Sunday, November 22, 2009

What a Start

My new adventure this week will be reading Anna Karenina.
It begins:
"All happy families resemble one another, each unhappy family is unhappy in its own way."

I'm only on page 12, so I don't have much to say about the read yet. But, I do believe this statement. Happy families, or groups, or couples, or just people resemble one another. Not that they have the same personalities; quiet reserved happy families can be just as happy as the quirky loud happy families.

Some people think that the house with too many kids and a messy kitchen could not be happy that way. Some people feel bad for the single child with very strict parents and one of those living rooms that has couches you aren't supposed to sit on. To me, it isn't about that. In the end it is about whether or not the people who have to live in that house everyday want to be there. That is how happy families resemble one another. You walk into their house and can just feel that the people who live there WANT to be there.

As for the second half of the statement, I think there are just more ways to be unhappy than to be happy and that leads to families being unhappy in so many different ways. I just mean more diverse ways, not more opportunities. It is easy to stumble on a way to be unhappy because of this. In all directions you turn, there is a way to be unhappy. The anxiety in an unhappy family comes from the constant turning and searching for a way out. But, this also means that when you do figure out how to be one of those happy families or people, it will be easier to keep in sight because all you have to do then is stop turning.

Friday, November 13, 2009

I went to a smart thing.

I'm just going to put things I learn about and think about in this bloggy and have it serve as a good way to document my notes and such.

So, I went to a lecture on Jane Austen, put on by the English Society of course. The professor, whose name I do not know because I am that lame, had a thesis that I actually liked. He said that there is a stable notion developing about Jane Austen, and that perhaps it is not healthy. The notion is that of Austen being reduced down to "chick flick" material alone, and being seen as "lightweight" reading in the literature department. He said that it is not good that Austen is being used as the "old school Twilight" these days. I am not the biggest Austen fan myself, but I agree that it is a misreading of her works to degrade it down to Twilight.

Jane Austen's novels explore three main kinds of "love" or "relationships" in courtship and marriage. The first is that of monetary/aristocracy. This is of course marrying for the pedigree, the name, the money, the politics. Like signing a treaty, or making a bank transaction, marriage's role is to better the status of the families involved. This is the type of relationship that gets changed first in all the movie adaptations of her novels, as it is the one that makes us most uncomfortable today.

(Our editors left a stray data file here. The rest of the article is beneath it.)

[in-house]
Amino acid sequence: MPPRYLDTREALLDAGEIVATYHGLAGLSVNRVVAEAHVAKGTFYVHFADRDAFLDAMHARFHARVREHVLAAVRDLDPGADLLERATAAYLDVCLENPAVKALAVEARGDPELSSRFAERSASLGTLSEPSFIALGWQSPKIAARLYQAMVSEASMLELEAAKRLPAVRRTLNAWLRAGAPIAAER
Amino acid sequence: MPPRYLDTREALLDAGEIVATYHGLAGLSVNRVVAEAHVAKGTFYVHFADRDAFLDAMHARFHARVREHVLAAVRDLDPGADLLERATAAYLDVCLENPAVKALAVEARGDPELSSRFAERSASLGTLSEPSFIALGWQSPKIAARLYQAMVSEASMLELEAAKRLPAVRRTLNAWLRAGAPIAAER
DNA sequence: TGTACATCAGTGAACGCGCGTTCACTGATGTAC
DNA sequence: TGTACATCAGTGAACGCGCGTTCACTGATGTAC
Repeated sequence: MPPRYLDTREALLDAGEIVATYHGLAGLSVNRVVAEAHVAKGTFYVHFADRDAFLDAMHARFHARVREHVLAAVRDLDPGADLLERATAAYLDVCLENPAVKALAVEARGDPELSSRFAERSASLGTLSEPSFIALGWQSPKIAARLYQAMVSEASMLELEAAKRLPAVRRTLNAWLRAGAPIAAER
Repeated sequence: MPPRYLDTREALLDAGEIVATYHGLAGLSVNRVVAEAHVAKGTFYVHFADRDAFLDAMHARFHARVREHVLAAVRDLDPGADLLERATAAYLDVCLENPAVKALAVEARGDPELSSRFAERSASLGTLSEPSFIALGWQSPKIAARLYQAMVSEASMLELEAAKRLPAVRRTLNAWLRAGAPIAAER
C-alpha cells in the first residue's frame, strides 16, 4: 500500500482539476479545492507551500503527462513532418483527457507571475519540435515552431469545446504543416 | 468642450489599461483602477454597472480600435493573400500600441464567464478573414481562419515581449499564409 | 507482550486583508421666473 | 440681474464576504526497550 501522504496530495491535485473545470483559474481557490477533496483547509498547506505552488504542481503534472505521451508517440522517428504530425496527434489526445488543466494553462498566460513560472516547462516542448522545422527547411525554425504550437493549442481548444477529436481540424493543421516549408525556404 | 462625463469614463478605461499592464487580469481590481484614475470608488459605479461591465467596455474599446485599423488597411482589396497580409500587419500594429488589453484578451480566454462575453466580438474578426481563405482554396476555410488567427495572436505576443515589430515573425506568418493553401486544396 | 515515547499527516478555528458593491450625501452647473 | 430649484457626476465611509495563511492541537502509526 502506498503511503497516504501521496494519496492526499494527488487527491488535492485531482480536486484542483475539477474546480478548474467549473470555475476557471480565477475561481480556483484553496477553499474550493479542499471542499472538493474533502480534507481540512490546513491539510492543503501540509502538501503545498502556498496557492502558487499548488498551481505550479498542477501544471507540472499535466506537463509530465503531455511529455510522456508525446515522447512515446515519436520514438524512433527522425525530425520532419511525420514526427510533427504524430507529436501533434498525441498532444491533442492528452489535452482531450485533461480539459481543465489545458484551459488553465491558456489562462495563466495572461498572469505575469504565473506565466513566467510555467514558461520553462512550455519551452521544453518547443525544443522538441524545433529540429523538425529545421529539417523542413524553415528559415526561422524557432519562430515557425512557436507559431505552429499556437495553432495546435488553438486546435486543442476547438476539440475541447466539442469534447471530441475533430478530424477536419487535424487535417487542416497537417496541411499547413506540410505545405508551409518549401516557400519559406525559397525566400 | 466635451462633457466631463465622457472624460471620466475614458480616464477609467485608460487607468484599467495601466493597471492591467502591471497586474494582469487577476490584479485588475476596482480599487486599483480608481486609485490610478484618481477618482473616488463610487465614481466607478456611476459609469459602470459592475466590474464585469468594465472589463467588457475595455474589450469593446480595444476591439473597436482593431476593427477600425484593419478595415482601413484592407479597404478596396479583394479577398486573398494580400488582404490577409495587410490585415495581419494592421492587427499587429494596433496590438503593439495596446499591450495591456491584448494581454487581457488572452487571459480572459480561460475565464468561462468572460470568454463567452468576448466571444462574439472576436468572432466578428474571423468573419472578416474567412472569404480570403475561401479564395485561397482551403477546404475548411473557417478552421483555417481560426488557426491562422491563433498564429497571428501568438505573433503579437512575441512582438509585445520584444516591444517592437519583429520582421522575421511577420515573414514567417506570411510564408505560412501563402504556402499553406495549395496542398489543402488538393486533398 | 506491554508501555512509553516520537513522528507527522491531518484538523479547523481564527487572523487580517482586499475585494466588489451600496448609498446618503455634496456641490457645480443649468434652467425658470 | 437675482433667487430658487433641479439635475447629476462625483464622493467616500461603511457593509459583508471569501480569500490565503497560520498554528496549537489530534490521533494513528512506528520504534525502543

The second "love" is the Mentor relationship. Society is pretty creeped out by some grown man raising his neighbor's eleven year old daughter, then declaring love for her at the age of eighteen. But, it is more accepted because at least there is "real affection and feeling", whether or not that is the type of love marriage should be made of. Film adaptations tend to close in the age gap a bit, while leaving the "mentor" part of it intact. Yes, lots of Freud stuff that can be said, but that is not the point this time.

The last is the one that we all adore so much. The Companionate Relationship. This is the equal, loving, soul mate type that transfers to film so readily. The problem is that all of Jane Austen's stories have been reduced to the Companionate Relationship. She is really exploring them all, and not always ending with her characters in a Companionate marriage. This movement to reduce her novels in pop culture has made a whole lot of money.

I don't mind the explosion of chick flicks from Jane, really. The problem is how the English department has let itself be so affected by the movement. Jane Austen has become the soft read. Yes, she can be read for entertainment, but to hold the study of her work as easy work is mislead. She pushed forth the idea of "the novel", and not just as a woman, but as a writer. It is only recently (last twenty or so years) that her works have been seen as lightweight. I do not think that we are suddenly above studying such an influential writer just because movies have put her in a different light. If we start making a cartoon series about Althusser I hope that his writings do not become light reading alone. Ack.

Ok, that is all for now. That was mainly a regurgitation of someone else's ideas. I'll try to put some actual thought into the next one.

I don't know I guess

I don't really know what I want this to be yet, hence the deleting and stuff. I promise I will figure it out.